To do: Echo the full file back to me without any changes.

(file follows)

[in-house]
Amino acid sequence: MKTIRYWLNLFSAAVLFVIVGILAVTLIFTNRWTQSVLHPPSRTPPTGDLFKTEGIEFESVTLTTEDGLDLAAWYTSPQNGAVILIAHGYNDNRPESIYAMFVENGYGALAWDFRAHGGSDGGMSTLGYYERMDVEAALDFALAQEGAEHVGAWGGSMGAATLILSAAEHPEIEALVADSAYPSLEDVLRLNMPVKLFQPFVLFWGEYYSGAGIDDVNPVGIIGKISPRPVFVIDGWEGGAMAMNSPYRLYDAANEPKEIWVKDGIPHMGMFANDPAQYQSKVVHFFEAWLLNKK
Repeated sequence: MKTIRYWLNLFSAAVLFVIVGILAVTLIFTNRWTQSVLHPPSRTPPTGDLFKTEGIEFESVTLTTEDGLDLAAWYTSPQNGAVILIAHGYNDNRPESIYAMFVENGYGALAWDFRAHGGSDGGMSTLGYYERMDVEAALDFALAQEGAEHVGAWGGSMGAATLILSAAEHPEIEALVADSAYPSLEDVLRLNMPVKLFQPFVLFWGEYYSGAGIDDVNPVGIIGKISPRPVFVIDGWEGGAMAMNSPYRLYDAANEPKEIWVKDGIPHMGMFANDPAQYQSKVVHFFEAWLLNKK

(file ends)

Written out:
[in-house]
Amino acid sequence: MKTIRYWLNLFSAAVLFVIVGILAVTLIFTNRWTQSVLHPPSRTPPTGDLFKTEGIEFESVTLTTEDGLDLAAWYTSPQNGAVILIAHGYNDNRPESIYAMFVENGYGALAWDFRAHGGSDGGMSTLGYYERMDVEAALDFALAQEGAEHVGAWGGSMGAATLILSAAEHPEIEALVADSAYPSLEDVLRLNMPVKLFQPFVLFWGEYYSGAGIDDVNPVGIIGKISPRPVFVIDGWEGGAMAMNSPYRLYDAANEPKEIWVKDGIPHMGMFANDPAQYQSKVVHFFEAWLLNKK
Repeated sequence: MKTIRYWLNLFSAAVLFVIVGILAVTLIFTNRWTQSVLHPPSRTPPTGDLFKTEGIEFESVTLTTEDGLDLAAWYTSPQNGAVILIAHGYNDNRPESIYAMFVENGYGALAWDFRAHGGSDGGMSTLGYYERMDVEAALDFALAQEGAEHVGAWGGSMGAATLILSAAEHPEIEALVADSAYPSLEDVLRLNMPVKLFQPFVLFWGEYYSGAGIDDVNPVGIIGKISPRPVFVIDGWEGGAMAMNSPYRLYDAANEPKEIWVKDGIPHMGMFANDPAQYQSKVVHFFEAWLLNKK